Hi, my name is Henrique Dib. I am a composer, musician, producer, and educator based in Mount Victoria, Blue Mountains!
I first heard and saw a handpan in 2015 and I was immediately drawn to this incredible instrument. The 'UFO-shape' look, the sonic possibilities, the wide range of playing techniques and the beautiful art behind making such a unique instrument are both fascinating and inspiring aspects to me.
So, in the hope that you will love the handpan as much as I do, I welcome you to...
Amaze your guests, customers, clients and/or friends with the magical sound (and look!) of the handpan.
While its mellow, calming and yet rich sound is ideal for meditation sessions, yoga classes, and background music at cafes, restaurants, hotels and retreat centres, a live handpan performance can also be exciting and upbeat! It all depends on the context of the event!
One man and one instrument.
No computers. No cables. No speakers. No loud noises. No sound check. No electricity needed. No carbon footprint!
Venues and events:
Cafes and Restaurants - Meditation Sessions - Gyms (Yoga classes)
Spas and Retreat Centres - Hotels and Conferences
Price might vary due to location, duration of the performance and type of event.
PROMOTIONAL VIDEOS COMING SOON!
For more info, quotes and bookings, please use the button below
What is a handpan?
The handpan is a rare new kind of mesmerizing musical instrument invented in the 21st century. The handpan's lenticular shape looks like a UFO, a wok or a turtle shell. Part art and part instrument, the handpan is often referred to as a "sound sculpture". Each handpan is handcrafted and unique. You can see hammer marks from its artisanal making process across the instrument. The relaxing tones and intuitive playing style of the handpan make it a gateway instrument, accessible to anyone.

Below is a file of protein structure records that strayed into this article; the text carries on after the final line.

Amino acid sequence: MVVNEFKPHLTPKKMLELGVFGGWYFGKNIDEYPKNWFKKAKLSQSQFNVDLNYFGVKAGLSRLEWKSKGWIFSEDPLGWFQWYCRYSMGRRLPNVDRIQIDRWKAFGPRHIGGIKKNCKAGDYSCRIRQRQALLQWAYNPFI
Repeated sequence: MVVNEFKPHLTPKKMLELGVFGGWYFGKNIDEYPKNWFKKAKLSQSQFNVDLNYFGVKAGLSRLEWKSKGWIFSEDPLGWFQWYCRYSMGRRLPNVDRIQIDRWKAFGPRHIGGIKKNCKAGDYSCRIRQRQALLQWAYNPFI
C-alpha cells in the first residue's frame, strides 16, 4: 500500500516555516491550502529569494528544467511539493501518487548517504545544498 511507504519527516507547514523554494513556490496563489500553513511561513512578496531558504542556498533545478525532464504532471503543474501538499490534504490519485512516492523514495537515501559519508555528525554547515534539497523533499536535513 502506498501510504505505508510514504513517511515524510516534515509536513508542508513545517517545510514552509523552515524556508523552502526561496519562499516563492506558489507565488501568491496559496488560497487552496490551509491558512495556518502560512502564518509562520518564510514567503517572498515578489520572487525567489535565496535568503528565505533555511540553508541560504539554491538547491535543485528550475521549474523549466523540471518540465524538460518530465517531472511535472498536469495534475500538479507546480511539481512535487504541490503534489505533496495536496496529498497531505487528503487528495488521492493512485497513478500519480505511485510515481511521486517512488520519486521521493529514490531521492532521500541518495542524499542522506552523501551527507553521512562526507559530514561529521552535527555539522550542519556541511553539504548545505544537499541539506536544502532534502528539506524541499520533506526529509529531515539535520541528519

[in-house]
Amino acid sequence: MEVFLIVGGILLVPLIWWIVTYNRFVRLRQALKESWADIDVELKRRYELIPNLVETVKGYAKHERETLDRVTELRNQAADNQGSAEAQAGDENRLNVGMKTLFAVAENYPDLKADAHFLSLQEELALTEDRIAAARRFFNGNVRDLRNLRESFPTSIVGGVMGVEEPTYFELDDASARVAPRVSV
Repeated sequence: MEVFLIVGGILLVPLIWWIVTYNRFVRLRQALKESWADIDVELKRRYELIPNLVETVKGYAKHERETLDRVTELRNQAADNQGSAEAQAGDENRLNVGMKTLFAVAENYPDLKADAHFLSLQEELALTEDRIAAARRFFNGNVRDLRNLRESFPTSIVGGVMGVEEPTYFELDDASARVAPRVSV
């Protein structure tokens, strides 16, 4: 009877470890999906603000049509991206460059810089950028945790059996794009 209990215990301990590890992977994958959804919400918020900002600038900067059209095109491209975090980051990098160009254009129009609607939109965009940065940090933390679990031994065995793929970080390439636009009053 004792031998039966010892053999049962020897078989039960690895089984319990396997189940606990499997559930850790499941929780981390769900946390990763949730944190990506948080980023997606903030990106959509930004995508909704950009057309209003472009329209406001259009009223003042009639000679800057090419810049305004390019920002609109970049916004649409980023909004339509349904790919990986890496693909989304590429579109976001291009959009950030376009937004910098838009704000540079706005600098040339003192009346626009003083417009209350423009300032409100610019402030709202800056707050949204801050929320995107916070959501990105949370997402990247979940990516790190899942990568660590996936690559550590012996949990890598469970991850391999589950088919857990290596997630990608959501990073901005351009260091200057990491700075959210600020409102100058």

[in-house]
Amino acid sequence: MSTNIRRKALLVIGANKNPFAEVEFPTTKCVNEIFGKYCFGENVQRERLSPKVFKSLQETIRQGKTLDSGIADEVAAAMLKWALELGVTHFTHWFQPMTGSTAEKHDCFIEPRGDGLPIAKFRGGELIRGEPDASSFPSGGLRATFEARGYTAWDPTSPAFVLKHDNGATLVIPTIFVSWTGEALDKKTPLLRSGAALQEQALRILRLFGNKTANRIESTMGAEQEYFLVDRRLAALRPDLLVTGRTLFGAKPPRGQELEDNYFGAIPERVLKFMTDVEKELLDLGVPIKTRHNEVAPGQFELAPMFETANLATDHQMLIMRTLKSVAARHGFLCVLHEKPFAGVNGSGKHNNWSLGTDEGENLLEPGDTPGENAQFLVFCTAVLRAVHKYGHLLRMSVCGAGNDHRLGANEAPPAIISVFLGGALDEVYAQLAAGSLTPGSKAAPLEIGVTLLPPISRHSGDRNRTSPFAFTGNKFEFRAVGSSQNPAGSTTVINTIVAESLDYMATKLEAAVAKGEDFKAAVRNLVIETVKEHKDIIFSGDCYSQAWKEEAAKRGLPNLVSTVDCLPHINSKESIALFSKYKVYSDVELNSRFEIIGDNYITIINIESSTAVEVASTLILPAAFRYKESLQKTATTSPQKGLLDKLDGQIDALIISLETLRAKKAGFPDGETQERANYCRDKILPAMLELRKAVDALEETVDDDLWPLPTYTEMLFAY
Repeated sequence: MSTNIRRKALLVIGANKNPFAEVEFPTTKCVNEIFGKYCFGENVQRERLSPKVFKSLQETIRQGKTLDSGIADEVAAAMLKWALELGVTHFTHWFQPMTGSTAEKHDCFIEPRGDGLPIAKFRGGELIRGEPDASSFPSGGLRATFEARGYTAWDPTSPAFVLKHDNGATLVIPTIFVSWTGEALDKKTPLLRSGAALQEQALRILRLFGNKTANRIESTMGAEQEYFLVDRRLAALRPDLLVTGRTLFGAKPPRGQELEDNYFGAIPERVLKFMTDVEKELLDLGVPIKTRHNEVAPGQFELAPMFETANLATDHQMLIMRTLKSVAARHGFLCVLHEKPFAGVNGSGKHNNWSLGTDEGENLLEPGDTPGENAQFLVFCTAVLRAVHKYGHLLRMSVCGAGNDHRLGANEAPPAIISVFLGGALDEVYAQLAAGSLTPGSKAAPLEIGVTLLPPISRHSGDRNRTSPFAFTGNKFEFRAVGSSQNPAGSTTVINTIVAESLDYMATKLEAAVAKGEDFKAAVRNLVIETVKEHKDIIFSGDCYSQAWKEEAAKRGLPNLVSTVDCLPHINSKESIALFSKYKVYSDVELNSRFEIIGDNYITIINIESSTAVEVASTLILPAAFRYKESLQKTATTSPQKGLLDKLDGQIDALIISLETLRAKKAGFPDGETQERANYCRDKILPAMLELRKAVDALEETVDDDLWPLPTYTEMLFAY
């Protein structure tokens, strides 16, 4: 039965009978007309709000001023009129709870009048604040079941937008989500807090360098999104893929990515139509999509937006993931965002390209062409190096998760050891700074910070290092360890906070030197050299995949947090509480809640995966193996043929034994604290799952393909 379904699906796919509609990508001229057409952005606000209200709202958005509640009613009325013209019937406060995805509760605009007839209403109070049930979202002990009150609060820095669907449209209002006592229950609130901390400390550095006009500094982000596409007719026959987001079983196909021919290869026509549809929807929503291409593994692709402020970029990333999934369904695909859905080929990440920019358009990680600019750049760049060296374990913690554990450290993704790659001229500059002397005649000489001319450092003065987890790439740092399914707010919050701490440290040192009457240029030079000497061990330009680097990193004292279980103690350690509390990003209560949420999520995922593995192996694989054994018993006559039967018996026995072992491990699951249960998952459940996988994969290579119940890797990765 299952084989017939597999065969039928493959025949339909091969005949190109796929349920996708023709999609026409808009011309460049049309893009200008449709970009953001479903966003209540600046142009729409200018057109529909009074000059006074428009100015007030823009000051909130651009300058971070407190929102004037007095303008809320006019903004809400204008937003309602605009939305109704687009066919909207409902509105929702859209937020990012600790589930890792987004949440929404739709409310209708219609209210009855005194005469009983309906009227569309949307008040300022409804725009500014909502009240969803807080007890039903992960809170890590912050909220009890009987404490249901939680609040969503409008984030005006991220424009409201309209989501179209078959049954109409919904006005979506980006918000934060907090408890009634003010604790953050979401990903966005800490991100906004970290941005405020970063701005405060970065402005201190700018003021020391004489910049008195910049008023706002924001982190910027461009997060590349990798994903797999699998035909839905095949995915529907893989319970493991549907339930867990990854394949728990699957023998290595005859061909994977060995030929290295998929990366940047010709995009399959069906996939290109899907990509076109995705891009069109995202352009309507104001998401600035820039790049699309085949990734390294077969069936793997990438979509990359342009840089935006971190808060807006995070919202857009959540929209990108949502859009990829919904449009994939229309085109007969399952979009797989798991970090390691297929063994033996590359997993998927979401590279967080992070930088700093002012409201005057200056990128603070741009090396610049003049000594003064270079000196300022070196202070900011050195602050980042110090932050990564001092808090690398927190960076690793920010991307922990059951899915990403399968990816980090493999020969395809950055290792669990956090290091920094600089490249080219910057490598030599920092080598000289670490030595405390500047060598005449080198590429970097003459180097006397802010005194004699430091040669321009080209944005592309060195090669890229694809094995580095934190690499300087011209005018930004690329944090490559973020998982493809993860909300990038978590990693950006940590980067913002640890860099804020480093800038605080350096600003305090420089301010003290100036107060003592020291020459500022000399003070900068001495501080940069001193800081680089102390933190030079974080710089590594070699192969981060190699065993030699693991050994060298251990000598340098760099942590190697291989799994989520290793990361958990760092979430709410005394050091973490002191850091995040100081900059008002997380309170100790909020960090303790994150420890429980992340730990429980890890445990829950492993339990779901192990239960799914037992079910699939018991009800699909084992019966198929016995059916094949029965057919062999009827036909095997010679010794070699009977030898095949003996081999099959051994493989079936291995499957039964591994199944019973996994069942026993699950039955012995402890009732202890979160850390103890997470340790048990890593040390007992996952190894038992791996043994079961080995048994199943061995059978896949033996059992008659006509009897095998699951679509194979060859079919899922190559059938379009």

Where is the handpan from?
The handpan is the world's newest musical instrument! It is the evolution of the Hang (often called "hang drum") which was an instrument invented in 2000 in Switzerland by Felix Rohner and Sabina Schärer of PANArt, a steel-drum manufacturer located in Bern, Switzerland. The generic term "handpan" came later in 2007. It was coined by Kyle Cox of Pantheon Steel who was the second manufacturer of this kind of instrument, after the Swiss originators. Pantam is another name for handpans.
How does a handpan work?
A handpan is made out of two bowls of steel sheet glued together and tuned into a musical scale. On the top shell, the handpan has a center note which the inventors call the "ding". It can be either dented outward (apex) or inward (inpex). The tone circle around it counts 7 or 8 harmonized notes played up and down in a zig-zag pattern. There is a hole on bottom shell of the handpan (called "Gu" by PANArt). This opening activates a deep bass note: the Helmholtz.
What does the handpan sound like?
Unlike the steel-drum which is played with mallets, the handpan is played by hand. As a result, it produces softer sounds, almost like raindrops... Playing a single note activates several overtones (typically, the octave and the fifth of the note). These overtones give handpans a magical and rich layered sound.
Where can I find more information about the Handpan?
A few websites to get started are: